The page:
15 Questions to Ask When You Suspect Drug Addiction in a Loved One

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It takes a lot of courage to acknowledge your loved one may be a drug addict and even more to confront them. How do you know what to say to a drug addict? Every person and situation is different. We have come up with a guide that can help you understand more about addiction, as well as a series of questions you can ask to help put your loved one onto the path to recovery.

Drug addiction can happen to anyone, but the majority of people start using when they are young. In 2013, there were more than 2.8 million new drug users, and 54.1 percent of these new users were under 18 years old, according to the National Institute on Drug Abuse.

Abuse of Illicit Drugs: 11 billion in healthcare costs

Not everyone who uses drugs will become an addict, but substance abuse is still costly. The abuse of illicit drugs results in $11 billion in healthcare costs and $193 billion in overall costs in the United States, according to the National Institute on Drug Abuse.

21 Self-Care Tips for Recovering Addicts

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The term “self-care” came into style in recent years because, frankly, we all need to relax a bit. We’re inundated with bad news, an onslaught of digital distractions, and a culture that expects us to be driven to work at all times and to always be accessible. Everyone’s looking to achieve balance and find ways to relieve stress. But for the recovering addict, self-care shouldn’t just be a luxurious dream. It is essential in the process of moving past the addiction for good. It can even be lifesaving.

Poor Self Care is a Common Denominator of Emotional Relapse

Why is self-care important?

Addicts, at their core, generally don’t believe that they are worth caring for. These feelings are usually what drove them into unsafe behaviors in the first place. In fact, poor self-care is a common denominator of emotional relapse. Part of the recovery process is changing your thinking and the old habits that made using a convenient and viable solution to life’s problems.

Overcoming Social Anxiety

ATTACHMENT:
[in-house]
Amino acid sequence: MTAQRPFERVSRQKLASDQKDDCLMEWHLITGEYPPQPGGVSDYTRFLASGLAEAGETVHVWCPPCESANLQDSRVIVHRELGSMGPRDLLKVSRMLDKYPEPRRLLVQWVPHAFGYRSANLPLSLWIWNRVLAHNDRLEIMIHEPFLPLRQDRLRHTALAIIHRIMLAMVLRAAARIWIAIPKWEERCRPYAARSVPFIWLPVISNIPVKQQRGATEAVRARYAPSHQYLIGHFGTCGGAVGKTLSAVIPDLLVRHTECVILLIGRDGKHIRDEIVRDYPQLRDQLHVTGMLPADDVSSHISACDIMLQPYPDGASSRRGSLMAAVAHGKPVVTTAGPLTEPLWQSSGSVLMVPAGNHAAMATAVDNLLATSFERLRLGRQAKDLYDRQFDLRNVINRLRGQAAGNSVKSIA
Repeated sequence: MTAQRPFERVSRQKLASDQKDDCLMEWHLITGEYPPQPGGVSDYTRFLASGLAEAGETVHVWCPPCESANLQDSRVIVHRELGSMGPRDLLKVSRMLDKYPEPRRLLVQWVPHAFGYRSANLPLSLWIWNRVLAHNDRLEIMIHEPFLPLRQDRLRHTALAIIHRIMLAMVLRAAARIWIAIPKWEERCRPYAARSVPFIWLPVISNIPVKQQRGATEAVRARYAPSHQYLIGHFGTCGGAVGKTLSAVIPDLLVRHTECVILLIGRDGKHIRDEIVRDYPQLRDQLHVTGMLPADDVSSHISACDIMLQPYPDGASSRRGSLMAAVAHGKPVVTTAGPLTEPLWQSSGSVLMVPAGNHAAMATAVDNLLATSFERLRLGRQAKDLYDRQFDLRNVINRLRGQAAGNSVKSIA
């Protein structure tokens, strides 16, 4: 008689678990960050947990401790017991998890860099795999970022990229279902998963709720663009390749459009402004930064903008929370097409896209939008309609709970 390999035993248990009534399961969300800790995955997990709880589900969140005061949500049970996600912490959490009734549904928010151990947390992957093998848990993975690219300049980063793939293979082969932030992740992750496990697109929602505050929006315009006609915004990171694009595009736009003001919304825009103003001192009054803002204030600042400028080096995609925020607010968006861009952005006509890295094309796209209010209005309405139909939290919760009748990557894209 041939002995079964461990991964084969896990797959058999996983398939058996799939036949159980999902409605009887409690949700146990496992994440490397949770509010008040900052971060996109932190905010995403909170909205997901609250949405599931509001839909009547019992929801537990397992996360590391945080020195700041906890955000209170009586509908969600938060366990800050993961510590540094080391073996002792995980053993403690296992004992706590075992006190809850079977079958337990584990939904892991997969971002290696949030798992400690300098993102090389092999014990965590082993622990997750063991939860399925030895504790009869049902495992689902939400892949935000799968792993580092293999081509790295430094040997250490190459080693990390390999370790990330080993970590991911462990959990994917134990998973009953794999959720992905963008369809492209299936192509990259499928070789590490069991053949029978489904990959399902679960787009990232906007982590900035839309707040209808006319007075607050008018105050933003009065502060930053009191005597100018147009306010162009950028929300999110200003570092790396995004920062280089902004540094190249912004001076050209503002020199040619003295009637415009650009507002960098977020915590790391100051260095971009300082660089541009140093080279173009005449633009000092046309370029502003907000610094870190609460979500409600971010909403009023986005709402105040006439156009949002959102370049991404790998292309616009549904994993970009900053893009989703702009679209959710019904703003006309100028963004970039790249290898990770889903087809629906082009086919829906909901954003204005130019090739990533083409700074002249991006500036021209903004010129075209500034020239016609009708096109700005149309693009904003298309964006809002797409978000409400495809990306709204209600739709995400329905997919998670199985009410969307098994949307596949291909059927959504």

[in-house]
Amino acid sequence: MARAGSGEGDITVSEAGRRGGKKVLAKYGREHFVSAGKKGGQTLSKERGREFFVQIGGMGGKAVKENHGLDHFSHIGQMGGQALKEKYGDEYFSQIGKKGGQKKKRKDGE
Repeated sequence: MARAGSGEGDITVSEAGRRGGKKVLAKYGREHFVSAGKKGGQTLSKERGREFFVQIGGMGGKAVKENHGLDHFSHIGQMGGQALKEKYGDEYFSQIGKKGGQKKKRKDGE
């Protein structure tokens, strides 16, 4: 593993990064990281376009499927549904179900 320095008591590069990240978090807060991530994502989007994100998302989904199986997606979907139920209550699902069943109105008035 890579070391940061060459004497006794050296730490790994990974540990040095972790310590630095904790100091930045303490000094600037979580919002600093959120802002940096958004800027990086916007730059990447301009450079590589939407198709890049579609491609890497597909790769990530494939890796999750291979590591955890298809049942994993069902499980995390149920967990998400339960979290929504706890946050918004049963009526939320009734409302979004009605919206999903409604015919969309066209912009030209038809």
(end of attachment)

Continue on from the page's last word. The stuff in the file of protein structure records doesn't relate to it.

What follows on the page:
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If you suffer from social anxiety, you are not alone. About 15 million American adults have social anxiety disorder. The overwhelming majority of people with social anxiety wait years before getting help. Like you, they have a fear of judgment by others in various social situations. That fear negatively affects your ability to foster friendships, cultivate romantic relationships and perform in school or in your job. That leaves you feeling discouraged, alone and ashamed. Many resort to avoiding situations that make them anxious altogether, while others turn to drugs or alcohol to ease their discomfort in these situations, which is a dangerous solution. Still others feel discomfort in social situations, but not to the point of anxiety.

Understanding Social Anxiety:  A common disorder

The good news is we can help you learn how to overcome social anxiety without drugs. You can take steps on your own to overcome social anxiety and shyness.

Unrealistic Expectations

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Expectations guide your progress in addiction recovery, but having unrealistic expectations during the process sets you up for failure. When you set expectations so high you couldn’t possibly attain them, you add unneeded stress and decrease your chance of success. Setting realistic expectations in addiction recovery helps you form a healthy framework to succeed.

Setting Expectations for Addiction Recovery

What Are Unrealistic Expectations?

Unrealistic expectations happen when you don’t know what you’re getting into or you expect recovery to turn out differently. Those expectations can be about the treatment process or life after treatment. Some common unrealistic expectations include:

  • Expecting treatment and recovery to be easy
  • Expecting to immediately feel better in treatment
  • Failing to understand how much work goes into recovery
  • Thinking you can handle addiction recovery on your own
  • Forcing perfectionist ideals on yourself and punishing yourself when you fall short of those perfect expectations
  • Expecting addiction recovery to be a quick process
  • Expecting recovery to be a constant positive trajectory — the process often comes with highs and lows which you need to account for when setting expectations
  • Thinking life will be perfect and back to “normal” after you complete treatment
  • Thinking that addiction recovery will instantly solve other problems in your life, such as financial difficulties or marital problems
  • Believing you won’t still have to work on your addiction once treatment is complete
  • Thinking addiction recovery has a definite end date
  • Expecting loved ones to suddenly regain trust in you because you’re in addiction recovery — rebuilding the damage done to trust can take time

Unrealistic expectations can happen at any time during the addiction recovery process.

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